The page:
After Jim died Margaret would sometimes wake up in the night.  Then she would recite poetry, an exercise for her brain.  One poem was from a college course, memorized and presented as a class project:  Henry Wadsworth Longfellows’ “EVANGELINE:  This is the forest primeval.  The murmuring pines and the hemlocks, bearded with moss, and in garments green, indistinct in the twilight, stand like Druids of eld, with voices sad and prophetic, stand like harpers boar, with beards that rest on their bosoms…”.  And, “Paul Revere’s Ride”, and “Concord Hymn”, and the Gettysburg Address, and some of her own “rhymes”.  Fueled by her art minor from college, she had confidence and talent in art.  She made ‘cool cards, bridge tallies, and get-well cards for the Retired Teachers members to send when one was ailing.

When their children were small, Margaret would read to them, in her expressive voice, many poems by Robert Louis Stevenson.  She also read “The Last Leaf” by Oliver Wendell Holmes, an especially meaningful choice because she became the last of her generation.

“…..and if I should live to be

the last leaf upon the tree in the spring,

Let them smile, As I do now,

At the old forsaken bough where I cling.

The family wishes to thank Evergreenhealth Hospice, Margaret’s family and friends, her bridge groups, AAUW, and the Retired Teachers Redding Branch, for their part in her life.

In lieu of flowers, donations may be made to Shasta Historical Society, 1449 Market Street, Redding, California 96001, shastahistorical.org, 530-243-3720, or Evergreen Health Hospice, hospice c/o EvergreenHealth Foundation, 12040 NE 128th Street, MS #5, Kirkland, Washington 98034-3098, 425-899-1900.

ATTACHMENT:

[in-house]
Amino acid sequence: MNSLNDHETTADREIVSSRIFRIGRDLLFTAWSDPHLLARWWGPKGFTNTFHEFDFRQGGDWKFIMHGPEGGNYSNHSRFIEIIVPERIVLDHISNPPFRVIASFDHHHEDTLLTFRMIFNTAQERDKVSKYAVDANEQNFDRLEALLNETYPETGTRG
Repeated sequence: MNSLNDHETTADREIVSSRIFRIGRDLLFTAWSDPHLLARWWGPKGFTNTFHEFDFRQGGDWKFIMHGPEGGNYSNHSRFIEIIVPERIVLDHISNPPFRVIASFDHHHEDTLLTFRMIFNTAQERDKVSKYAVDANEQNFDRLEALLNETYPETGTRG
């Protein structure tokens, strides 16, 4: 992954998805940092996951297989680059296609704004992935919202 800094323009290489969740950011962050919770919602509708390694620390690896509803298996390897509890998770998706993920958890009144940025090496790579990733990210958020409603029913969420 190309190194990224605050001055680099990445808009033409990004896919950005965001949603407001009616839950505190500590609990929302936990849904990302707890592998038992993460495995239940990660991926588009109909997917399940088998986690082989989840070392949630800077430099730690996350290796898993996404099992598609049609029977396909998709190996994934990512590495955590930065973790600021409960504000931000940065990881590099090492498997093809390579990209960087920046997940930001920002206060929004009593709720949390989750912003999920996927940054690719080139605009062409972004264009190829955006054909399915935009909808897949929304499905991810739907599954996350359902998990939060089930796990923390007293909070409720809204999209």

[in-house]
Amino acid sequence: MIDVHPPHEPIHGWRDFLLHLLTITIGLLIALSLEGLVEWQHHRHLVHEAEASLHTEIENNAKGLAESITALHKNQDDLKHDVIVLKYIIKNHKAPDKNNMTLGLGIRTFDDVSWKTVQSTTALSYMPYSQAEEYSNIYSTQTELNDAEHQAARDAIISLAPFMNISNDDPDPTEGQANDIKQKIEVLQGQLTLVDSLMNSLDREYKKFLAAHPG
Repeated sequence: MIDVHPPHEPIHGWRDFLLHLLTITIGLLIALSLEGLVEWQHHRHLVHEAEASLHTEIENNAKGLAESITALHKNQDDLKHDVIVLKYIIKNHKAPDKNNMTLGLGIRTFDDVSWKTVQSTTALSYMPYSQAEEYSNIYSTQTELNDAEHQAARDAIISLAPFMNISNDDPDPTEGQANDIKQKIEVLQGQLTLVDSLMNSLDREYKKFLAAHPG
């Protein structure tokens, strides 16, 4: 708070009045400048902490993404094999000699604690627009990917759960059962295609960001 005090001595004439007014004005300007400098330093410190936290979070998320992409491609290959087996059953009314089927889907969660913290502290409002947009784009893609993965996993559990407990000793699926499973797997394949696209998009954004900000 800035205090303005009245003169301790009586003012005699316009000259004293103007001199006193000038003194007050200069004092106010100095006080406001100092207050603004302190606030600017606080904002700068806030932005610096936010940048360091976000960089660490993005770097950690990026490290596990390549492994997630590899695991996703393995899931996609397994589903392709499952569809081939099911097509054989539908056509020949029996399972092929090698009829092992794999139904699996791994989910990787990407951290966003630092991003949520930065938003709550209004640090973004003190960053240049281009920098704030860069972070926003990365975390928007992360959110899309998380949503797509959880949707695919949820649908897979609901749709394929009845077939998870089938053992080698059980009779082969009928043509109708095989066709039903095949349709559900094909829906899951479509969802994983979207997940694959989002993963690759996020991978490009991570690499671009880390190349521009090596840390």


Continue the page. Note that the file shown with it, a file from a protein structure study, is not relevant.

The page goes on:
2 Responses to “Margaret A. McCool”

  • Charlotte Nelson Hawley says:

    How incredible that I chose to browse the Record-Searchlight online in mid-June. Truly enjoyed reading about your mom in that obituary and in the obituary above. You may not remember me, but my mother, Gladys Nelson, and my dad, Lester, knew your parents. The 3 of us used to play together while they visited. I still think of you when “The Guns of Navarone” plays on the TLC Channel. We saw that one afternoon at the Cascade Theater. So sorry to hear about your mom, but so wonderful that you had her in your lives for so many years. Sincerely, Charlotte Nelson Hawley

  • Linda and Steve Doty says:

    We have such very fond memories of your mother. My mother, my husband and I all enjoyed socializing and playing bridge with Margaret. She was always so interesting, so welcoming, inclusive and kind to us. Thank you for sharing her life story with us.

    Linda and Steve Doty